Born in North Queensland in 1977, Dr Tammie Matson visited Zimbabwe with her father at the age of 15, a turning point that set her on course to become a wildlife conservationist in Africa by the age of 21. It wasn’t an easy journey. She has stared down charges by elephants, been stalked by lions and walked up to rhinos at night in some of Africa’s most famous wildlife parks, all in the name of animal conservation, as well as dealing with witch doctors and war veterans, all in a regular day’s work.
Tammie overcame sexism and the macho culture of rural Namibia, to obtain her PhD in zoology, in a remote national park where few females worked. Her work on Namibia’s threatened black-faced impalas led to the country’s first national management plan and the reintroduction of the subspecies back to its former range, where it is now in recovery after being poached out in the 1980s. Tammie has helped radio-collar desert-dwelling elephants, taught English at a small African primary school, and in 2005, she established a project to reduce human-elephant conflict among the San Bushmen in north-east Namibia, at the request of the Chief. While working as an environmental advisor at Wilderness Safaris, one of southern Africa’s most prominent tourism companies, she traversed vast tracts of the inhospitable deserts of Namibia and Botswana in a Land Rover, including the hostile Skeleton Coast, sharing the journeys with people from the unique nomadic tribes of the region to help her find her way.
In 2007, Tammie returned to Australia to lead the national threatened species program at WWF in Sydney, focusing on conserving Australia’s rarest creatures and becoming a voice for threatened species worldwide. She continued to advise on elephant projects closer to Australia, including attempting to introduce chillies as a deterrent to elephants in war-torn Assam, north east India.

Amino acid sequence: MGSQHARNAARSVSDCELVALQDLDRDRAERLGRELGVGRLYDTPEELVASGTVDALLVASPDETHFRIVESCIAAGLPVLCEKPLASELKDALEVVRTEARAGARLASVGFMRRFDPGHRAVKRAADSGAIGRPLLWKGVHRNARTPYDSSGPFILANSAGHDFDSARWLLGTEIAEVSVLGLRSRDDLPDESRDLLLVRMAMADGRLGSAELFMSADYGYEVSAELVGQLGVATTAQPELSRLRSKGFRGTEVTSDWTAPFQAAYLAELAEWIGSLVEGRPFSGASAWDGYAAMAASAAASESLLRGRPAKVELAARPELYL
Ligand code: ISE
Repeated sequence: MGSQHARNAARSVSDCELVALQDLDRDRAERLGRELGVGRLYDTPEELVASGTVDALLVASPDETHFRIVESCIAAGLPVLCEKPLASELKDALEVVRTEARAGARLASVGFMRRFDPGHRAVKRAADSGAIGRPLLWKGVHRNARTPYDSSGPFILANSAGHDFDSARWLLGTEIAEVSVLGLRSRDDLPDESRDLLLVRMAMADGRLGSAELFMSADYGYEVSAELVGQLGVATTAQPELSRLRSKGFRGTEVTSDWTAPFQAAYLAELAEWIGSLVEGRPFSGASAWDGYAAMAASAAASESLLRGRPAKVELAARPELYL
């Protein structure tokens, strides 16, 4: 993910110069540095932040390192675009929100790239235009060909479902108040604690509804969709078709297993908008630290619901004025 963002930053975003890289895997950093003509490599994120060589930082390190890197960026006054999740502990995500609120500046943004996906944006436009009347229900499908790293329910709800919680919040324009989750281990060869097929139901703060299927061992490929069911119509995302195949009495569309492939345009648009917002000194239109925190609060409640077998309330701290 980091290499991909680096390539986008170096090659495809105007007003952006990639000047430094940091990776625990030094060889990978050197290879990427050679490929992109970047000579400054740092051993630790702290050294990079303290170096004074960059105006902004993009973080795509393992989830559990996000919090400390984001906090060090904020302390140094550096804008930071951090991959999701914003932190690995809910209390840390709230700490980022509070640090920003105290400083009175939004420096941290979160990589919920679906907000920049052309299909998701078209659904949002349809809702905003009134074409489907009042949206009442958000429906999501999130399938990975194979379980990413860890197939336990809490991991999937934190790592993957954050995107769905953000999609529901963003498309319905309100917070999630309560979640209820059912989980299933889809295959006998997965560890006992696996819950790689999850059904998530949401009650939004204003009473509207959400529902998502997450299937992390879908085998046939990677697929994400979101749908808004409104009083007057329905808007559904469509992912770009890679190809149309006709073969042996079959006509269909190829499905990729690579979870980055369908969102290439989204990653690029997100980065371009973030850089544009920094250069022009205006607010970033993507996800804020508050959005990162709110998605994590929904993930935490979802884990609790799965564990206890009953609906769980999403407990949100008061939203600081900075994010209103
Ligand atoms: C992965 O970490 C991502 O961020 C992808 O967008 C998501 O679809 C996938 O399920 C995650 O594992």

In 2010, Tammie won In Style
magazine’s prestigious Women of Style
awards for her work on environmental issues, joining other accomplished Australian women such as Nicole Kidman and Cate Blanchett.
After moving to Singapore in 2012, Tammie co-founded the Let Elephants Be Elephants
campaign in South East Asia to raise awareness of the connection between the poaching of elephants in Africa and the demand for ivory in Asia. Together with co-founder, Asian TV star Nadya Hutagalung, host of Asia’s Next Top Model
(seasons 1 and 2), the two women made a documentary on the issue which screened across Asia in 2013 on National Geographic channel, and was shortlisted for the Asian TV Awards for Best Documentary.
Tammie has lectured in the environmental sciences at both Macquarie University, Sydney and James Cook University, Singapore, with a focus on Science Communication.
Tammie is married to Andy Ridley, who is the co-founder of Earth Hour
and founding CEO of Citizens of the Great Barrier Reef
, and they have two sons, Solo and Shep, aged 7 and 3. Tammie juggles motherhood with co-running the Let Elephants Be Elephants
campaign and managing her ethical African safari business, Matson & Ridley Safaris
, offering life changing journeys that make a difference and leading groups to Africa as an expert guide and conservation educator.